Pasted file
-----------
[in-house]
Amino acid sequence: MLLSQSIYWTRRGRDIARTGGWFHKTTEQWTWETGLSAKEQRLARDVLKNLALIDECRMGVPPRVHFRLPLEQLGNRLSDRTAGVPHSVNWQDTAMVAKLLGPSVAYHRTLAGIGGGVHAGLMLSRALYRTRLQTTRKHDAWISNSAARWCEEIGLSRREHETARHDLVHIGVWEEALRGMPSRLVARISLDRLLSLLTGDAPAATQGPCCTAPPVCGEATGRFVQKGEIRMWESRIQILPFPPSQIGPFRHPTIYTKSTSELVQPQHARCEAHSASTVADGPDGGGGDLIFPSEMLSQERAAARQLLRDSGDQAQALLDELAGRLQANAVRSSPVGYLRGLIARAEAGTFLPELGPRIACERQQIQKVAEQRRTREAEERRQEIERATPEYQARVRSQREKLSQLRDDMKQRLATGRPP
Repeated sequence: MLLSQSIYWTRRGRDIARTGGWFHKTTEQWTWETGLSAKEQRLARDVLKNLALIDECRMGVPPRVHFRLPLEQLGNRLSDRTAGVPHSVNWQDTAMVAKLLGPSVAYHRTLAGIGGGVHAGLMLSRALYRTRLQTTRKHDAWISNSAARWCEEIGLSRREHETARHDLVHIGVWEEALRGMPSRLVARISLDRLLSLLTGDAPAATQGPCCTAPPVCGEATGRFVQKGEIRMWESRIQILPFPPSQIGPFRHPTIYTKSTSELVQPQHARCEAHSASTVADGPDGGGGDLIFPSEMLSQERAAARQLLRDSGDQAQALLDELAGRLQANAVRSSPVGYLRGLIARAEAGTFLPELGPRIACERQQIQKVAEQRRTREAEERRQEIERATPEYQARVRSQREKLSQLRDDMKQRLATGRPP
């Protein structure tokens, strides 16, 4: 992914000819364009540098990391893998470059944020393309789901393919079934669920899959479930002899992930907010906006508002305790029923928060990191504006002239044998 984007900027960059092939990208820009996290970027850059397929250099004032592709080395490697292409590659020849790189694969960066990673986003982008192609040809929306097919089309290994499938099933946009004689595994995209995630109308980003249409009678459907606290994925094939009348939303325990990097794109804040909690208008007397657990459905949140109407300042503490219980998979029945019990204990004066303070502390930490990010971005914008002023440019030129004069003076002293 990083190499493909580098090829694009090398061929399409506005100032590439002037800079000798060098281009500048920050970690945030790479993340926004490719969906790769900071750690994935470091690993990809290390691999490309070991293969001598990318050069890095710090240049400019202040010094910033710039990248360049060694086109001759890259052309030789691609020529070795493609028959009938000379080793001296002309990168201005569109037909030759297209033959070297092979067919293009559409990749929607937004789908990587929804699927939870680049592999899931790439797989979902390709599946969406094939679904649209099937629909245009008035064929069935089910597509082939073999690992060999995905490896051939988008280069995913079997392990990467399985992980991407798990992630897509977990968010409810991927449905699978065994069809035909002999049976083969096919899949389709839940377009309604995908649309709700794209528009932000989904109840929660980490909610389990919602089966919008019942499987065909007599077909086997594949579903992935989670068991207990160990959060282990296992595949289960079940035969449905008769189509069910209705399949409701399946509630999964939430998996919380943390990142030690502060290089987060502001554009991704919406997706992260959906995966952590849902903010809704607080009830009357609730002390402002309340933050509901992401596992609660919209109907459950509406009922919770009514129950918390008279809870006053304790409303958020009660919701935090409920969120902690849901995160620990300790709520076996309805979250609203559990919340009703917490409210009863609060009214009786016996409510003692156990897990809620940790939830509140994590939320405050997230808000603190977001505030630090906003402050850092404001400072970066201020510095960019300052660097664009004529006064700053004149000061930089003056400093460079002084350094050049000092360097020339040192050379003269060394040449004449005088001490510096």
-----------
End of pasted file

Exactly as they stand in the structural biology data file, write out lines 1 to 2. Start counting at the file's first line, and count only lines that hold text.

[in-house]
Amino acid sequence: MLLSQSIYWTRRGRDIARTGGWFHKTTEQWTWETGLSAKEQRLARDVLKNLALIDECRMGVPPRVHFRLPLEQLGNRLSDRTAGVPHSVNWQDTAMVAKLLGPSVAYHRTLAGIGGGVHAGLMLSRALYRTRLQTTRKHDAWISNSAARWCEEIGLSRREHETARHDLVHIGVWEEALRGMPSRLVARISLDRLLSLLTGDAPAATQGPCCTAPPVCGEATGRFVQKGEIRMWESRIQILPFPPSQIGPFRHPTIYTKSTSELVQPQHARCEAHSASTVADGPDGGGGDLIFPSEMLSQERAAARQLLRDSGDQAQALLDELAGRLQANAVRSSPVGYLRGLIARAEAGTFLPELGPRIACERQQIQKVAEQRRTREAEERRQEIERATPEYQARVRSQREKLSQLRDDMKQRLATGRPP